DECISION AND ORDER
This case is decided pursuant to Chapter 410 of the Texas Workers’ Compensation Act and Rules of the Division of Workers’ Compensation adopted thereunder.
A contested case hearing was held on November 3, 2010 to decide the following disputed issue:
Is the preponderance of the evidence contrary to the decision of the Independent Review Organization (IRO) that the Claimant is not entitled to foot orthotics for the compensable injury of _______________?
Petitioner/Claimant appeared and was assisted by RR, ombudsman.
Respondent/Carrier appeared and was represented by RJ, attorney.
Claimant sustained a compensable right knee injury on _______________. Claimant underwent a right knee replacement in 1996 and right knee revision surgery in 2007. The Claimant’s orthopedic surgeon, Dr. H, has prescribed foot orthotics for her shoe to increase dynamic loads onto the knee. Dr. H noted that the Claimant has been using orthotics which help her knee pain and that the molded arch supports give her improvement and relief of her knee symptomology. The request for orthotics was denied by the Carrier and referred to an IRO who determined that the recommended proposed medical device was not medically necessary.
The IRO reviewer, a board certified orthopedic surgeon, upheld the previous adverse determination stating that the only orthopedic notes were from a 2010 reference knee replacement. The IRO reviewer noted that there did not appear to be satisfactory documentation of lingering deformity which would satisfy the guidelines for recommended multiple inserts. The IRO reviewer concluded that the information provided did not satisfy the Official Disability Guidelines (ODG) for the proposed medical equipment and would not be medically necessary.
Texas Labor Code Section 408.021 provides that an employee who sustains a compensable injury is entitled to all health care reasonably required by the nature of the injury as and when needed. Health care reasonably required is further defined in Texas Labor Code Section 401.011 (22a) as health care that is clinically appropriate and considered effective for the injured employee's injury and provided in accordance with best practices consistent with evidence based medicine or, if evidence based medicine is not available, then generally accepted standards of medical practice recognized in the medical community. Health care under the Texas Workers' Compensation system must be consistent with evidence based medicine if that evidence is available. Evidence based medicine is further defined in Texas Labor Code Section 401.011 (18a) to be the use of the current best quality scientific and medical evidence formulated from credible scientific studies, including peer-reviewed medical literature and other current scientifically based texts and treatment and practice guidelines in making decisions for the care of individual patients. The Commissioner of the Division of Workers' Compensation is required to adopt treatment guidelines that are evidence-based, scientifically valid, outcome-focused and designed to reduce excessive or inappropriate medical care while safeguarding necessary medical care. Texas Labor Code Section 413.011(e). Medical services consistent with the medical policies and fee guidelines adopted by the commissioner are presumed reasonable in accordance with Texas Labor Code Section 413.017(1).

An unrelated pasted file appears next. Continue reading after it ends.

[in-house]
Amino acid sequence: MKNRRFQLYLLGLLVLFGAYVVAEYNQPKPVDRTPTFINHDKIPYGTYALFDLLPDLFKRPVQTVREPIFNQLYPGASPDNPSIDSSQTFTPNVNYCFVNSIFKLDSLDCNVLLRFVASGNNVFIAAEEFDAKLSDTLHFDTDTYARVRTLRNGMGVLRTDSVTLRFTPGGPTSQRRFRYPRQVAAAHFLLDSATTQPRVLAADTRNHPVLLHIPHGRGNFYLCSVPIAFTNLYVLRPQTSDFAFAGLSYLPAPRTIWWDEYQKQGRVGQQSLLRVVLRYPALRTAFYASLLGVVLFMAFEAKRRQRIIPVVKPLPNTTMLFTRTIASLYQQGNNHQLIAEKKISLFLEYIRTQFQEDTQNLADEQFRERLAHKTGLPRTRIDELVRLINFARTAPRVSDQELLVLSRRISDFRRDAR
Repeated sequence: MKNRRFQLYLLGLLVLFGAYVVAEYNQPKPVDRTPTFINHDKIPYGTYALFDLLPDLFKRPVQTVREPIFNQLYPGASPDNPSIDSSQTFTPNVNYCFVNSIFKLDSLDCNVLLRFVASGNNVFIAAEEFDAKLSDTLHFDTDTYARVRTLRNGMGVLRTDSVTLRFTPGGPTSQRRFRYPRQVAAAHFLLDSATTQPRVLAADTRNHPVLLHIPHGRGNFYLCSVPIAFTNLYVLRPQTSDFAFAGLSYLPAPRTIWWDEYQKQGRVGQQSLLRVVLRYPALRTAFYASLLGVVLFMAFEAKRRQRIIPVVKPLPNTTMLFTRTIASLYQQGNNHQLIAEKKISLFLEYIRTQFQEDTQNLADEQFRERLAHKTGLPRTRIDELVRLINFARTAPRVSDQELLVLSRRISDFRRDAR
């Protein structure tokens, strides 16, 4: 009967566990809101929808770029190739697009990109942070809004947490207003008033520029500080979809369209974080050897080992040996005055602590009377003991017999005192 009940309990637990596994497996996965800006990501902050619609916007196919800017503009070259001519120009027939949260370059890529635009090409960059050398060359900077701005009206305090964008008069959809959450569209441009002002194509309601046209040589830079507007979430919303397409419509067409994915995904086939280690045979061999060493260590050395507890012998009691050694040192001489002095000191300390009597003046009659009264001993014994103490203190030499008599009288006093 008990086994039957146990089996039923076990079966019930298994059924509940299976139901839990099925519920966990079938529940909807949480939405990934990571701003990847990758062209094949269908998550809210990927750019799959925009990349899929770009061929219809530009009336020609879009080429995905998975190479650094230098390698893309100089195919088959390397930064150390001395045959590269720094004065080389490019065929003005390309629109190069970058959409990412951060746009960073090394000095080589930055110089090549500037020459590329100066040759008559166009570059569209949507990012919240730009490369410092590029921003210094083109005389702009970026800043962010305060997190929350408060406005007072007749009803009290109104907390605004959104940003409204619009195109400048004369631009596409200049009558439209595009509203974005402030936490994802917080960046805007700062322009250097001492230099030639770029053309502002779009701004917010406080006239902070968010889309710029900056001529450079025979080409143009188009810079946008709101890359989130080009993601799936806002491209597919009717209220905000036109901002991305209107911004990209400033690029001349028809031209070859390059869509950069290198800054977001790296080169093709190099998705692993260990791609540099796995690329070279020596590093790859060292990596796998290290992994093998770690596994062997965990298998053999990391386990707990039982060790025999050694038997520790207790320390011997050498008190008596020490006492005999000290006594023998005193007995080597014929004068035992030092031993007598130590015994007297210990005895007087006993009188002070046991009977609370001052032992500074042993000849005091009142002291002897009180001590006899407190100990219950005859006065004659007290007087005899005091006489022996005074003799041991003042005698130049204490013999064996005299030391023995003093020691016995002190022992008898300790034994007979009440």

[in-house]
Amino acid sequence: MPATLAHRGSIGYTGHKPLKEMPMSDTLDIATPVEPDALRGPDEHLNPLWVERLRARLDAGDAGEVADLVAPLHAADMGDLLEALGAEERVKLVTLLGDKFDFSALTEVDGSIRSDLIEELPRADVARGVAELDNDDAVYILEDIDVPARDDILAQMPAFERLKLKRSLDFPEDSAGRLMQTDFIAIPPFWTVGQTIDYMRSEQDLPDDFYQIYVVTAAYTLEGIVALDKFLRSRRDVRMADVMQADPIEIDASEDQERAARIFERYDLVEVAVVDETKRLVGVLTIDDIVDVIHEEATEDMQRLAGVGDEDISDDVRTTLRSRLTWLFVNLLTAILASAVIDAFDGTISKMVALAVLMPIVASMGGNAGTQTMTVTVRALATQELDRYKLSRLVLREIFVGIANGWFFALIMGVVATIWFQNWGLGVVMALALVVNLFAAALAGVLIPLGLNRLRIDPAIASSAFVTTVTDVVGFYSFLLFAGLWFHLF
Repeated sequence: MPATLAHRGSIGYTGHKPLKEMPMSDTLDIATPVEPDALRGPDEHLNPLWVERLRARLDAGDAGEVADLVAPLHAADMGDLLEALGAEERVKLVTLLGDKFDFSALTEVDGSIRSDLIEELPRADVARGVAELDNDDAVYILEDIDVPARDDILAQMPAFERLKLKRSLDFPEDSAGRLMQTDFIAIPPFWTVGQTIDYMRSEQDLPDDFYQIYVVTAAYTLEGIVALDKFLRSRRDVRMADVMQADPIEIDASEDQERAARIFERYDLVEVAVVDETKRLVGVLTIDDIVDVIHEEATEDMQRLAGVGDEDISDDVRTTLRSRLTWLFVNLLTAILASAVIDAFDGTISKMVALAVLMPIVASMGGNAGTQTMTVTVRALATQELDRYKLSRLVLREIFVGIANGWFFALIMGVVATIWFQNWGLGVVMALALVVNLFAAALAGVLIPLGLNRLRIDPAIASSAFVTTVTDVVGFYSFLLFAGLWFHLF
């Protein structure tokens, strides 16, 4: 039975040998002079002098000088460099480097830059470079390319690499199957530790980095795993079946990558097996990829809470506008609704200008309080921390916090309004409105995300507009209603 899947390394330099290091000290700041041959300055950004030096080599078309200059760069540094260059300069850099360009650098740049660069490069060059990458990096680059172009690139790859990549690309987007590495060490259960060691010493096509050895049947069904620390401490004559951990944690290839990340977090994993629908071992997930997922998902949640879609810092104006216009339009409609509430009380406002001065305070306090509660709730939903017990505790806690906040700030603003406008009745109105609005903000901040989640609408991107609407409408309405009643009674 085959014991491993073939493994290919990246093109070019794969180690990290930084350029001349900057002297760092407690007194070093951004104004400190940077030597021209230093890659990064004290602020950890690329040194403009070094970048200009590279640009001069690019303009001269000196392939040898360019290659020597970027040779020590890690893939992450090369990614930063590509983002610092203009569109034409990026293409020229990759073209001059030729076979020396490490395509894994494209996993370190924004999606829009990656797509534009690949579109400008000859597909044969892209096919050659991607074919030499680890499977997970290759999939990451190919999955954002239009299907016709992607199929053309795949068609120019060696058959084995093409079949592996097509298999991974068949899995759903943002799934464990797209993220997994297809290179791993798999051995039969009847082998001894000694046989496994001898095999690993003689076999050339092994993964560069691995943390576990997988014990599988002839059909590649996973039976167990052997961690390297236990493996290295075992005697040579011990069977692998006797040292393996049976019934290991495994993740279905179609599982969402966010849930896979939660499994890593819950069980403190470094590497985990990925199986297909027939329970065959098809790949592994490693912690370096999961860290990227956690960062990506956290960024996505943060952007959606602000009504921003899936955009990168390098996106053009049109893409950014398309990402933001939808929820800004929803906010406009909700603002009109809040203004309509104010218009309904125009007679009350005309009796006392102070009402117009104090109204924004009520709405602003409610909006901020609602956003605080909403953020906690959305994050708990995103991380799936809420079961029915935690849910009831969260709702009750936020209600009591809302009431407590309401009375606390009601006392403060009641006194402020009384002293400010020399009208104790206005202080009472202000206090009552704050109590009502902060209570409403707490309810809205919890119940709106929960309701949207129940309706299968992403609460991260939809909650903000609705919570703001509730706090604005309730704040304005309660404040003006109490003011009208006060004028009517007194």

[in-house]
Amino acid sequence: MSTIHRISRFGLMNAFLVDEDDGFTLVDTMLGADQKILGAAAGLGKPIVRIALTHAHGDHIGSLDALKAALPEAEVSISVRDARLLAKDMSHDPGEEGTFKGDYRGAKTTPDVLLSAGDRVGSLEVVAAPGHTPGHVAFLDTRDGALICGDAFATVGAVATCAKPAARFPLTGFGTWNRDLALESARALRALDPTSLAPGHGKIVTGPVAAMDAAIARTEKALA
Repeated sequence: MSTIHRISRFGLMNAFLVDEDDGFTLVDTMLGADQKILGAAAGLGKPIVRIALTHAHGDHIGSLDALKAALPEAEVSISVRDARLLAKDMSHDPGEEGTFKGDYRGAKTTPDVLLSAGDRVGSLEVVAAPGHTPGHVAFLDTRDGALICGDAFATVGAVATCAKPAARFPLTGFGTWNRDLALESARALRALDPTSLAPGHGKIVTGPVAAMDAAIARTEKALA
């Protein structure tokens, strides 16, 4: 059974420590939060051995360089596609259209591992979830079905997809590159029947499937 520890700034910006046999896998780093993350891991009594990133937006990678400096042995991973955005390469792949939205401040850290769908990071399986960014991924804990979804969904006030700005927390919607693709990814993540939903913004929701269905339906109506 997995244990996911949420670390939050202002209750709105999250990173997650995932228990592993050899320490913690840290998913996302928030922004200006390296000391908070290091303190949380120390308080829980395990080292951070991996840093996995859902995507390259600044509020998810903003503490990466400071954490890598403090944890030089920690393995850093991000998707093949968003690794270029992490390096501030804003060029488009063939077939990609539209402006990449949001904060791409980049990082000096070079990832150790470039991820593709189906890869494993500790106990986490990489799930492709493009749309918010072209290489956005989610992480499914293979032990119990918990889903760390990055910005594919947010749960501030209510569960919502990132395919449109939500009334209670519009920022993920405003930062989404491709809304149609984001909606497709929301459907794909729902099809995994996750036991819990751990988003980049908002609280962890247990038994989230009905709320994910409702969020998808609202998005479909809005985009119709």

In accordance with the above statutory guidance, the Division of Workers' Compensation has adopted treatment guidelines by Division Rule 137.100. This rule directs health care providers to provide treatment in accordance with the current edition of the Official Disability Guidelines (ODG), and such treatment is presumed to be health care reasonably required as defined in the Texas Labor Code. Thus, the focus of any health care dispute starts with the health care set out in the ODG. Also, in accordance with Division Rule 133.308 (t), "A decision issued by an IRO is not considered an agency decision and neither the Department nor the Division are considered parties to an appeal. In a Contested Case Hearing (CCH), the party appealing the IRO decision has the burden of overcoming the decision issued by an IRO by a preponderance of evidence-based medical evidence."